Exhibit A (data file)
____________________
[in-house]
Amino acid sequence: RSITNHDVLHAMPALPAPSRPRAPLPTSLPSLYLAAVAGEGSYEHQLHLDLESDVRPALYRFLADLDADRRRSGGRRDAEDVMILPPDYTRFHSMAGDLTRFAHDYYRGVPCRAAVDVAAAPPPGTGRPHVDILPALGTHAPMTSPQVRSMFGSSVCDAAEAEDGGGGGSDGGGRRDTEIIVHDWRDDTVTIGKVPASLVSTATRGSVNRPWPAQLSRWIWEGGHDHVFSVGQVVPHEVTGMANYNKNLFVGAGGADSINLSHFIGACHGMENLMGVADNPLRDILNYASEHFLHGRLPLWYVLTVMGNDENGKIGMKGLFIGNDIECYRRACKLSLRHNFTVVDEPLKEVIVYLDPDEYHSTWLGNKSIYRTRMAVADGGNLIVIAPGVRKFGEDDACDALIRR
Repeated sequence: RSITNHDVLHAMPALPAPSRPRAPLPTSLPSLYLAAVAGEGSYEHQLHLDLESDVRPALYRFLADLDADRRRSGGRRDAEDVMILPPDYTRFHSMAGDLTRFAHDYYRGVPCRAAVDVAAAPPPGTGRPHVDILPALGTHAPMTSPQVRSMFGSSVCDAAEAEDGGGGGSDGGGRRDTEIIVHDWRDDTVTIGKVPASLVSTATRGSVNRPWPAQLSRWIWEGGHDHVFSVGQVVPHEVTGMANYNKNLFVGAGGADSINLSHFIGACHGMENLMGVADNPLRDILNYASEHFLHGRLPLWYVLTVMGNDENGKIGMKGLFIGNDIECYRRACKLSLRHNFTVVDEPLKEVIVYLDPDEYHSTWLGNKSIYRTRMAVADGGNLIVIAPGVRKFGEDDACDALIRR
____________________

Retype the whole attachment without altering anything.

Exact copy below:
[in-house]
Amino acid sequence: RSITNHDVLHAMPALPAPSRPRAPLPTSLPSLYLAAVAGEGSYEHQLHLDLESDVRPALYRFLADLDADRRRSGGRRDAEDVMILPPDYTRFHSMAGDLTRFAHDYYRGVPCRAAVDVAAAPPPGTGRPHVDILPALGTHAPMTSPQVRSMFGSSVCDAAEAEDGGGGGSDGGGRRDTEIIVHDWRDDTVTIGKVPASLVSTATRGSVNRPWPAQLSRWIWEGGHDHVFSVGQVVPHEVTGMANYNKNLFVGAGGADSINLSHFIGACHGMENLMGVADNPLRDILNYASEHFLHGRLPLWYVLTVMGNDENGKIGMKGLFIGNDIECYRRACKLSLRHNFTVVDEPLKEVIVYLDPDEYHSTWLGNKSIYRTRMAVADGGNLIVIAPGVRKFGEDDACDALIRR
Repeated sequence: RSITNHDVLHAMPALPAPSRPRAPLPTSLPSLYLAAVAGEGSYEHQLHLDLESDVRPALYRFLADLDADRRRSGGRRDAEDVMILPPDYTRFHSMAGDLTRFAHDYYRGVPCRAAVDVAAAPPPGTGRPHVDILPALGTHAPMTSPQVRSMFGSSVCDAAEAEDGGGGGSDGGGRRDTEIIVHDWRDDTVTIGKVPASLVSTATRGSVNRPWPAQLSRWIWEGGHDHVFSVGQVVPHEVTGMANYNKNLFVGAGGADSINLSHFIGACHGMENLMGVADNPLRDILNYASEHFLHGRLPLWYVLTVMGNDENGKIGMKGLFIGNDIECYRRACKLSLRHNFTVVDEPLKEVIVYLDPDEYHSTWLGNKSIYRTRMAVADGGNLIVIAPGVRKFGEDDACDALIRR